Unix & Linux Stack Exchange is a question and answer site for users of Linux, FreeBSD and other Un*x-like operating systems. It's 100% free, no registration required.

Sign up
Here's how it works:
  1. Anybody can ask a question
  2. Anybody can answer
  3. The best answers are voted up and rise to the top

I wonder why find does not behave in the same way in Solaris as in Cygwin or Linux.

I have a bunch of directories that have files called CS##########. Each # is a digits but there are always 10 digits after CS.

When using find in Cygwin the list comes out ordered: CS000000001 to CS00002345. When using find in Solaris the list come out completly unordered.

I wonder if this is actually OS-related, or if it is due to the implementation of find.

share|improve this question
up vote 3 down vote accepted

find does not sort its output. The order of the file names depends on the order in which the directory entries appear in the filesystem. You can't control that, whether on Solaris or Windows.

On some filesystems, if you create a directory and add files to it, the files will appear in the order in which they are added. This is probably why they're sorted under Windows. But that isn't the case everywhere (I don't think it's ever the case on Solaris's zfs, for example), and if you start removing files in the directory and adding others, the order is unpredictable with most filesystems.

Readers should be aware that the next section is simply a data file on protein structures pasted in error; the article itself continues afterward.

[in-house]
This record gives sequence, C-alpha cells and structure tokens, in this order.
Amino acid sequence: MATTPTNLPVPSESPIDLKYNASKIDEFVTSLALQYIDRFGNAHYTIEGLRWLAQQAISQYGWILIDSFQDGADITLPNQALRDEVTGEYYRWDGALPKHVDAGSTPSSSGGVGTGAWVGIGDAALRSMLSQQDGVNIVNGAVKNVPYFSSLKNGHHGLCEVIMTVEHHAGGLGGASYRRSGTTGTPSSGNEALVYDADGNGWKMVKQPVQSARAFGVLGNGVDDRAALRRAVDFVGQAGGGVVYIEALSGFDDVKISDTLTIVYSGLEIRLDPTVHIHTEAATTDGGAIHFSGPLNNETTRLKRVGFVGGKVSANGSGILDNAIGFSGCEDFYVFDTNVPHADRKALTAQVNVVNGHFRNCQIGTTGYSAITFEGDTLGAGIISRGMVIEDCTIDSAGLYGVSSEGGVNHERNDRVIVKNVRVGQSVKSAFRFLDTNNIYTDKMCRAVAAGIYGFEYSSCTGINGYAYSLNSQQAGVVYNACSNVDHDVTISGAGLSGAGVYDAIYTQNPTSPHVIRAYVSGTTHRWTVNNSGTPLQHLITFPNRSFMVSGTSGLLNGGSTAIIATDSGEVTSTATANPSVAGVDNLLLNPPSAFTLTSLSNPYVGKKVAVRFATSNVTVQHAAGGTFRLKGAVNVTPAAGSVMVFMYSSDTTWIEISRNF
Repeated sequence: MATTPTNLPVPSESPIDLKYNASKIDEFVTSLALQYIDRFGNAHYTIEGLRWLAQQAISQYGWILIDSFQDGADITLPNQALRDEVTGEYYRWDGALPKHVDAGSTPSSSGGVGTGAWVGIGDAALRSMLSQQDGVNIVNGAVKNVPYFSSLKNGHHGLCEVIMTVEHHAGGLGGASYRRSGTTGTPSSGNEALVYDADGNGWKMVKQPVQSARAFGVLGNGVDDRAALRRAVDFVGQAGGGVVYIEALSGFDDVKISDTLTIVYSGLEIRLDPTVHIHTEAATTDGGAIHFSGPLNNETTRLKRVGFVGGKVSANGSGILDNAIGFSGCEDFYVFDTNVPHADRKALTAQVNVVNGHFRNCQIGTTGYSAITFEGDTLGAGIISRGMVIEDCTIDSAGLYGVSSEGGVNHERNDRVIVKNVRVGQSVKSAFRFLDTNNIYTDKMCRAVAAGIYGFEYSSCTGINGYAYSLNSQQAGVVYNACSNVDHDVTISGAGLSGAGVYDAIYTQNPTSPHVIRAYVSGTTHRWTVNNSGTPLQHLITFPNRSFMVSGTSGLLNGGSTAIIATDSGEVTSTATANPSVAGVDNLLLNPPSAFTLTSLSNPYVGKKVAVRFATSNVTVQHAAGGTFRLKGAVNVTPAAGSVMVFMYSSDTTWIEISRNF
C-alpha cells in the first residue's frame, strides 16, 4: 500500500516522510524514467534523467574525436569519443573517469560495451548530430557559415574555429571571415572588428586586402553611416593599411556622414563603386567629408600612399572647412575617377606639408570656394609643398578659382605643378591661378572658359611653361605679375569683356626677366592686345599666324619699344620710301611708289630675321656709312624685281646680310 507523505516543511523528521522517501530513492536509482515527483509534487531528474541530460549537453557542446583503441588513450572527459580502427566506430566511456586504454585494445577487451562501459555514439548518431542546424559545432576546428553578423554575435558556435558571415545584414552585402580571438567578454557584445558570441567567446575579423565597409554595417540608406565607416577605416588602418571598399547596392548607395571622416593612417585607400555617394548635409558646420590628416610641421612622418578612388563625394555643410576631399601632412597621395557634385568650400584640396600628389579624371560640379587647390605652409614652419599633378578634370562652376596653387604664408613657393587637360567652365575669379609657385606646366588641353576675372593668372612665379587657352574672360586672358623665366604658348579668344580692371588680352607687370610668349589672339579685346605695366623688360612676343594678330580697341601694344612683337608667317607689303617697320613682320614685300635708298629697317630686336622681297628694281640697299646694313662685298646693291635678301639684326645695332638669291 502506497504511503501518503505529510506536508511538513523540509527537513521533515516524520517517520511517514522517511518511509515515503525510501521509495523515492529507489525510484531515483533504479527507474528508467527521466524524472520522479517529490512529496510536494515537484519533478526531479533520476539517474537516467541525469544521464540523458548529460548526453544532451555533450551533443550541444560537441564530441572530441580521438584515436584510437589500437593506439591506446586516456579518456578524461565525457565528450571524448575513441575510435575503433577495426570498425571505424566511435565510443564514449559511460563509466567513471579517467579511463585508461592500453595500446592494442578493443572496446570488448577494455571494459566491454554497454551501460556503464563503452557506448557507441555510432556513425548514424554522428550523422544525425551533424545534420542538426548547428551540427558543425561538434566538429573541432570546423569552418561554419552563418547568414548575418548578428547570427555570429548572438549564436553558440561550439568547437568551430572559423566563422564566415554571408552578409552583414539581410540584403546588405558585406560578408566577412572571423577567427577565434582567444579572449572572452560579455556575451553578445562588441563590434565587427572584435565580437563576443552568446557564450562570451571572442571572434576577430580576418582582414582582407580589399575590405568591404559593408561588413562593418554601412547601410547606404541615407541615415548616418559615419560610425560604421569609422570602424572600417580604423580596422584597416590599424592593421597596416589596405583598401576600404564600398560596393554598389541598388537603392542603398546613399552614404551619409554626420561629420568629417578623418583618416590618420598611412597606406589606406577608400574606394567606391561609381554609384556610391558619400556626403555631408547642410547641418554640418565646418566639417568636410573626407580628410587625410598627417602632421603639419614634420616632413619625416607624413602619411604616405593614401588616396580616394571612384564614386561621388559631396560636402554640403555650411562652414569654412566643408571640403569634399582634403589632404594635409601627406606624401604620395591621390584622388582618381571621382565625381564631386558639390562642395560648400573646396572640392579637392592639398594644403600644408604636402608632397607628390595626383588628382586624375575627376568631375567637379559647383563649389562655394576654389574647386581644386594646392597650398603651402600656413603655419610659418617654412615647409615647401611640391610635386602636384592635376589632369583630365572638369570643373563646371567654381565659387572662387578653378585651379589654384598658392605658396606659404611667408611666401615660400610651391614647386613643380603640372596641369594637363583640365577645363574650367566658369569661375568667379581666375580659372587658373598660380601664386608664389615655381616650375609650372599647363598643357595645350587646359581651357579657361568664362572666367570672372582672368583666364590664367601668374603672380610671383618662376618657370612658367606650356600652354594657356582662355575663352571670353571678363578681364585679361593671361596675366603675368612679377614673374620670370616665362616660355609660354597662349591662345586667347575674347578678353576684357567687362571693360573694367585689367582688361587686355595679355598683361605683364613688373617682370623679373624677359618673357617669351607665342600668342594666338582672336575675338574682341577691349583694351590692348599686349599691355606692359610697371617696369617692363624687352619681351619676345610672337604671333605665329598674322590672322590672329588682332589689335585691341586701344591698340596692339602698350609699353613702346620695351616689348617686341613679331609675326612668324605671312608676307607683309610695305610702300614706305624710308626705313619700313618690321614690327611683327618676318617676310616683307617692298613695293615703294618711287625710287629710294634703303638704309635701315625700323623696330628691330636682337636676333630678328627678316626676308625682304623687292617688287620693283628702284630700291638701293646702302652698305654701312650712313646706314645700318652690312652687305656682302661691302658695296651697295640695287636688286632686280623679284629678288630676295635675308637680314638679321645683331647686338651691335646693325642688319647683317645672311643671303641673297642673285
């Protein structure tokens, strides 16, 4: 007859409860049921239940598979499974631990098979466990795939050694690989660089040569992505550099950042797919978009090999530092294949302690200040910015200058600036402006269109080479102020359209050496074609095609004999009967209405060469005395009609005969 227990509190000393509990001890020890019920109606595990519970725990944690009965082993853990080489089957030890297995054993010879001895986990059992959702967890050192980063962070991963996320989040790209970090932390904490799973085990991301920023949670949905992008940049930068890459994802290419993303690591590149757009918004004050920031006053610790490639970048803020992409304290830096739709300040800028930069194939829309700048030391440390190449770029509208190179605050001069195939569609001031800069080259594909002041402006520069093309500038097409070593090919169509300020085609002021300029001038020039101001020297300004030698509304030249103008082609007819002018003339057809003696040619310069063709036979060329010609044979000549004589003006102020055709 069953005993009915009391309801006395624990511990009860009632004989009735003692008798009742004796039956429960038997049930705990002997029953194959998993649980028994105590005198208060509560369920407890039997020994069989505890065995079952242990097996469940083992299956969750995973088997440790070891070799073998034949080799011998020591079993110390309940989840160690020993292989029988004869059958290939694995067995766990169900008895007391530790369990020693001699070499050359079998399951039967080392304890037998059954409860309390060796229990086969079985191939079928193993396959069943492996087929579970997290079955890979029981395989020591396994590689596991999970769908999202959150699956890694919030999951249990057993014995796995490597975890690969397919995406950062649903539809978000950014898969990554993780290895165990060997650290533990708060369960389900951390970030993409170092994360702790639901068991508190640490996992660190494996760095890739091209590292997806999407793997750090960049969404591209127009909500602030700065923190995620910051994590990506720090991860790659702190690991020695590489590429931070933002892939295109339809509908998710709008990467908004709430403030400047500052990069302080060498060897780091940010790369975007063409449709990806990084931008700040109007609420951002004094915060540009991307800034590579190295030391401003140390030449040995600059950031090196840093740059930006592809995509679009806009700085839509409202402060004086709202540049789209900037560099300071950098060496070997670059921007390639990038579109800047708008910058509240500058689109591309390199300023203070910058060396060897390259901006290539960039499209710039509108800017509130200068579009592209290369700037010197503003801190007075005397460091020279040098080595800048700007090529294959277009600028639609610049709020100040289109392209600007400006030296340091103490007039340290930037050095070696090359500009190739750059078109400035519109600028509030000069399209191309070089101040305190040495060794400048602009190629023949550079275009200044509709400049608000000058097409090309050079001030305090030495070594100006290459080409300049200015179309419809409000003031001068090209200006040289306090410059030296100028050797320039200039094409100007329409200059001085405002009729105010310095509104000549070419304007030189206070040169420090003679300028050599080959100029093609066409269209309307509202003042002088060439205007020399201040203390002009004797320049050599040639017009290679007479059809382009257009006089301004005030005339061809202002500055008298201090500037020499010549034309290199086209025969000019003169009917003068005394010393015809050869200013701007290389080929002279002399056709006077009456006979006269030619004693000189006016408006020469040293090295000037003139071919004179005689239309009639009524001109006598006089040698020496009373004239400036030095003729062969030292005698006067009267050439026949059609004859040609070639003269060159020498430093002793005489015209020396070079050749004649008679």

A few filesystems do have predictable , but most don't. Mac OS/OSX's HFS+ and Linux's Reiserfs sort file names in byte lexicographic order (note that the process's locale may have a different order). Linux's ext2/ext3/ext4 don't sort. It's not something you can count on.

If you need sorted output from find, pipe it into sort.

share|improve this answer
If I do >2, then >1, and run find on Debian with GNU findutils, I get 1 first, and then 2. Am I missing something? (I have never seen find returning unsorted results here) – Teresa e Junior Mar 27 '13 at 1:16
Just tried the same commands on Haiku, and 2 comes before 1, but never on Debian... Haiku: GNU find 4.2.33, Debian: GNU find 4.4.2 – Teresa e Junior Mar 27 '13 at 1:20
@TeresaeJunior Indeed mkdir a; touch a/1; touch a/2; find a and mkdir a; touch a/2; touch a/1; find a seem to reliably list a/1 before a/2. I don't know why. But now try rm 1; touch 3 or mv 1 3. – Gilles Mar 27 '13 at 1:23
Now it works :) I actually have some shell scripts that rely on find's "sorting" function. Time for changing them... – Teresa e Junior Mar 27 '13 at 1:26
thanks a lot, I was believing it was more about OS live you just mentioned. So I guess it's time to change the script to provide a "%" on the running state. – BitsOfNix Mar 27 '13 at 2:34

Your Answer


By posting your answer, you agree to the privacy policy and terms of service.

Not the answer you're looking for? Browse other questions tagged or ask your own question.